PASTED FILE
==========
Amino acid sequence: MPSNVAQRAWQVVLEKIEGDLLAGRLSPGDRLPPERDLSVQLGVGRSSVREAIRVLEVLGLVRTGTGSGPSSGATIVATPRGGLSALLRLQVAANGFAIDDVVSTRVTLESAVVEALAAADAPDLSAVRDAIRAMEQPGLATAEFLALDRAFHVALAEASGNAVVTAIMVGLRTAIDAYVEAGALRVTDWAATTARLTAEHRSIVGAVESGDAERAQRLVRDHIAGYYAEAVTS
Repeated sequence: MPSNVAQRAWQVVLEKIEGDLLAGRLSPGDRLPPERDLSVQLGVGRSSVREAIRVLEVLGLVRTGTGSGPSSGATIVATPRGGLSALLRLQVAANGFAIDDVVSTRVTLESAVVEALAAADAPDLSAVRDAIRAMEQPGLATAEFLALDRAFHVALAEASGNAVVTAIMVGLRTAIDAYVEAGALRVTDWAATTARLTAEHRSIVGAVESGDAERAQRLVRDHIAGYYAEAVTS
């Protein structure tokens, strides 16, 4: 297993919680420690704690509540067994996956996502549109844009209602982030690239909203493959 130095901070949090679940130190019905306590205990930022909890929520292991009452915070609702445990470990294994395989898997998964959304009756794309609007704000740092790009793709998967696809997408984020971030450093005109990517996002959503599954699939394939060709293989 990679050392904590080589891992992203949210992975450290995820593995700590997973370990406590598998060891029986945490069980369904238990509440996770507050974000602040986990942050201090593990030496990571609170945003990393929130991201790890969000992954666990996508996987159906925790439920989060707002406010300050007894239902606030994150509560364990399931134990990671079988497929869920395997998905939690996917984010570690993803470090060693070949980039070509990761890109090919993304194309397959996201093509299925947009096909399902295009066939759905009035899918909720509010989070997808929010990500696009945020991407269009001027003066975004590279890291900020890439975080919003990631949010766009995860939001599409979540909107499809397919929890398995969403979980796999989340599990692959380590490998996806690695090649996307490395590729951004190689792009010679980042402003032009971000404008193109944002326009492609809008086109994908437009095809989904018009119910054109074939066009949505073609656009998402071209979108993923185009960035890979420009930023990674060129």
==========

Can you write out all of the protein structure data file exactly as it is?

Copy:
Amino acid sequence: MPSNVAQRAWQVVLEKIEGDLLAGRLSPGDRLPPERDLSVQLGVGRSSVREAIRVLEVLGLVRTGTGSGPSSGATIVATPRGGLSALLRLQVAANGFAIDDVVSTRVTLESAVVEALAAADAPDLSAVRDAIRAMEQPGLATAEFLALDRAFHVALAEASGNAVVTAIMVGLRTAIDAYVEAGALRVTDWAATTARLTAEHRSIVGAVESGDAERAQRLVRDHIAGYYAEAVTS
Repeated sequence: MPSNVAQRAWQVVLEKIEGDLLAGRLSPGDRLPPERDLSVQLGVGRSSVREAIRVLEVLGLVRTGTGSGPSSGATIVATPRGGLSALLRLQVAANGFAIDDVVSTRVTLESAVVEALAAADAPDLSAVRDAIRAMEQPGLATAEFLALDRAFHVALAEASGNAVVTAIMVGLRTAIDAYVEAGALRVTDWAATTARLTAEHRSIVGAVESGDAERAQRLVRDHIAGYYAEAVTS
């Protein structure tokens, strides 16, 4: 297993919680420690704690509540067994996956996502549109844009209602982030690239909203493959 130095901070949090679940130190019905306590205990930022909890929520292991009452915070609702445990470990294994395989898997998964959304009756794309609007704000740092790009793709998967696809997408984020971030450093005109990517996002959503599954699939394939060709293989 990679050392904590080589891992992203949210992975450290995820593995700590997973370990406590598998060891029986945490069980369904238990509440996770507050974000602040986990942050201090593990030496990571609170945003990393929130991201790890969000992954666990996508996987159906925790439920989060707002406010300050007894239902606030994150509560364990399931134990990671079988497929869920395997998905939690996917984010570690993803470090060693070949980039070509990761890109090919993304194309397959996201093509299925947009096909399902295009066939759905009035899918909720509010989070997808929010990500696009945020991407269009001027003066975004590279890291900020890439975080919003990631949010766009995860939001599409979540909107499809397919929890398995969403979980796999989340599990692959380590490998996806690695090649996307490395590729951004190689792009010679980042402003032009971000404008193109944002326009492609809008086109994908437009095809989904018009119910054109074939066009949505073609656009998402071209979108993923185009960035890979420009930023990674060129």